Many Reasons Not to Buy Oil

Editor's Views: Why investing in oil is never simple, how equity income funds have earned a reprieve and what fund flows tell us about investor psychology

Holly Black 24 April, 2020 | 10:39AM
Facebook Twitter LinkedIn


Oh the irony that in the same week the oil price collapsed, we also celebrated Earth Day – an homage to all things that are environmentally friendly and sustainable, and not a finite, carbon-intensive fuel that comes out of the ground.

If the investment rule is “Buy low, sell high” then surely the question of what to do when oil prices went negative this week should have been a no-brainer.

This whole situation took some getting your head around – the idea of paying someone to take oil off your hands? - and I learnt a fabulous new word in the process: contango.

For the uninitiated, this is the phenomenon (explained excellently here by our analyst Kenneth Lamont) whereby any gains made by a fund from the oil price rising are offset as it is forced to continually sell cheap contracts and buy more expensive ones in their place.

In this instance it’s a very real reminder of why funds that track the spot price of metals are not as simple as you might think – and often not suitable for the average investor. Investors in tracker funds are often advised to pick a “physical” version as, if all else goes wrong, at least you have the actual asset as a tangible store of value. And while that’s essentially sound advice, no investor really wants a tanker of oil dumped on their driveway because they can’t find a buyer for the stuff.

The week’s shenanigans also raise the issue of over-concentration: is a fund solely focused on the oil price really right for any portfolio? It’s an incredibly specific bet on a very volatile asset, a finite resource whose price is determined by political manoeuvres and whether a bunch of world leaders can get along.

When you compare that to some of the sustainable funds we’ve looked at during Earth Day, diverse portfolios of companies with sound balance sheets and products that make the world a better place, the question of “should I buy oil?” suddenly seems incredibly outdated.

Chasing Yield

Trade bodies are not usually known for being particularly quick to react, but the Investment Association took relatively decisive action this week in suspending the yield requirements for equity income funds.

Currently funds in the UK Equity Income sector or Global Equity Income sector must at least match the yield of the FTSE All Share or the MSCI World indices respectively. Those that can’t achieve the hurdle are booted out of the group. The rule has seen a number of high-profile income funds demoted to other sectors over the years, particularly after the financial crisis when stable dividends were often hard to come by.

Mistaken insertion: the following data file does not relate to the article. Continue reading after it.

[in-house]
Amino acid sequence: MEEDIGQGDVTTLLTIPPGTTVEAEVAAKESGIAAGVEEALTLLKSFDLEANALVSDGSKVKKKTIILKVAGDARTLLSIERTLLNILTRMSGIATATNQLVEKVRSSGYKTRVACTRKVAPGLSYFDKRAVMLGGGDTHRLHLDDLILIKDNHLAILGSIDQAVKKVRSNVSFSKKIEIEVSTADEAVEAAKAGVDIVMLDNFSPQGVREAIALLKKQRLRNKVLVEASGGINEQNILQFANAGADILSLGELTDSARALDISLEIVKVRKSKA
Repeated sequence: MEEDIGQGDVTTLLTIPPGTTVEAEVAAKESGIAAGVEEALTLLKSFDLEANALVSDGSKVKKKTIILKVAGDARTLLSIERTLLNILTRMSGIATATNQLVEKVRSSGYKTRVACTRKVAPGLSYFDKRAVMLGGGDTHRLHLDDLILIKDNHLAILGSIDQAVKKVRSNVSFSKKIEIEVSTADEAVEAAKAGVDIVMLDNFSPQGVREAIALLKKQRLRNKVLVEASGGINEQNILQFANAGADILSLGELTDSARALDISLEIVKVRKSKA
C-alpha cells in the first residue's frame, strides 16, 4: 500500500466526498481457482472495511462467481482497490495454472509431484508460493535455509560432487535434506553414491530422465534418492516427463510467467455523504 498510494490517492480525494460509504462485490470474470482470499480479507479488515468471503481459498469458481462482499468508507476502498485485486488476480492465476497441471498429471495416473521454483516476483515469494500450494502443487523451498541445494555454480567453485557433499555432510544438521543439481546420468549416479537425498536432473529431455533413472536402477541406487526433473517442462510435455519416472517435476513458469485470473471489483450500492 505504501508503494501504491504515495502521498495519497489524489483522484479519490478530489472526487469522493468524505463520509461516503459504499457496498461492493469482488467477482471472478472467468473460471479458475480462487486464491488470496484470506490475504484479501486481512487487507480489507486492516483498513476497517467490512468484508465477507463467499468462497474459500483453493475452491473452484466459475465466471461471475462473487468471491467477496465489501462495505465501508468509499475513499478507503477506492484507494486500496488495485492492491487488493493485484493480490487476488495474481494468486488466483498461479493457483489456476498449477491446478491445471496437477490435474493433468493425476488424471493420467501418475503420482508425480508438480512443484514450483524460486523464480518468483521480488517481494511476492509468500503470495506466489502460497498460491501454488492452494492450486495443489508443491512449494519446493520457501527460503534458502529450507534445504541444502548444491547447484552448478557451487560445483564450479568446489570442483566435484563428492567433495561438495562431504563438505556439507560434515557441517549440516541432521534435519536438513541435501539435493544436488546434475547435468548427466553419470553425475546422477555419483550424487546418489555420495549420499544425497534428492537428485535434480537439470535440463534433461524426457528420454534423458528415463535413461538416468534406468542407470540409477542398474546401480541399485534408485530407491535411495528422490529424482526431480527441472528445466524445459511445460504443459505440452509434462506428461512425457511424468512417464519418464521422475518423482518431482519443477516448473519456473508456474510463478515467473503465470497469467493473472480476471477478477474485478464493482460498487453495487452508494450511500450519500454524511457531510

This time round, the IA has lifted the requirements to allow fund managers some breathing space. Had it not acted I can only see two ways this story would have ended: either with a raft of funds ejected from the sector, possibly to the point where there were none left, or with fund managers upping the risk levels of their portfolios in a desperate bid to meet the requirements.

Remember, the way to get a higher yield is to pick a riskier company – that is not the raison d’etre of an equity income fund and could have led, at best, to some nasty surprises for investors who thought they had backed a fairly vanilla portfolio and, at worst, some serious allegations of mis-selling or failure to treat customers fairly.

While the move is undoubtedly good for the sector, though, it does little to aid the plight of investors who desperately need an income from their investments to live on.

Back on Trackers

I’ve mentioned before how much I enjoy trying to read into what the monthly flows figures tell us about what investors are thinking. With a record £8.7 billion flooding out of funds in March, perhaps it’s not hard to guess what was going through their minds last month.

But a closer look, as always, reveals more. Because the two best-selling funds in the month were FTSE trackers. While the inflows may have been lower than in recent months, it’s clear that some investors were hitting the buy button on the UK stock market.

I, too, watched in awe last month as the FTSE 100 spiralled ever lower. “It can’t possibly go below 6,000, can it?” I wondered. And then: “Oh but surely it won’t go beyond 5,000.”

Obviously, I was wrong on both counts, but I was sure our British blue-chips were worth more than the market appeared to. And, clearly, I’m not alone.


The information contained within is for educational and informational purposes ONLY. It is not intended nor should it be considered an invitation or inducement to buy or sell a security or securities noted within nor should it be viewed as a communication intended to persuade or incite you to buy or sell security or securities noted within. Any commentary provided is the opinion of the author and should not be considered a personalised recommendation. The information contained within should not be a person's sole basis for making an investment decision. Please contact your financial professional before making an investment decision.

Facebook Twitter LinkedIn

About Author

Holly Black  is Senior Editor,


© Copyright 2024 Morningstar, Inc. All rights reserved.

Terms of Use        Privacy Policy        Modern Slavery Statement        Cookie Settings        Disclosures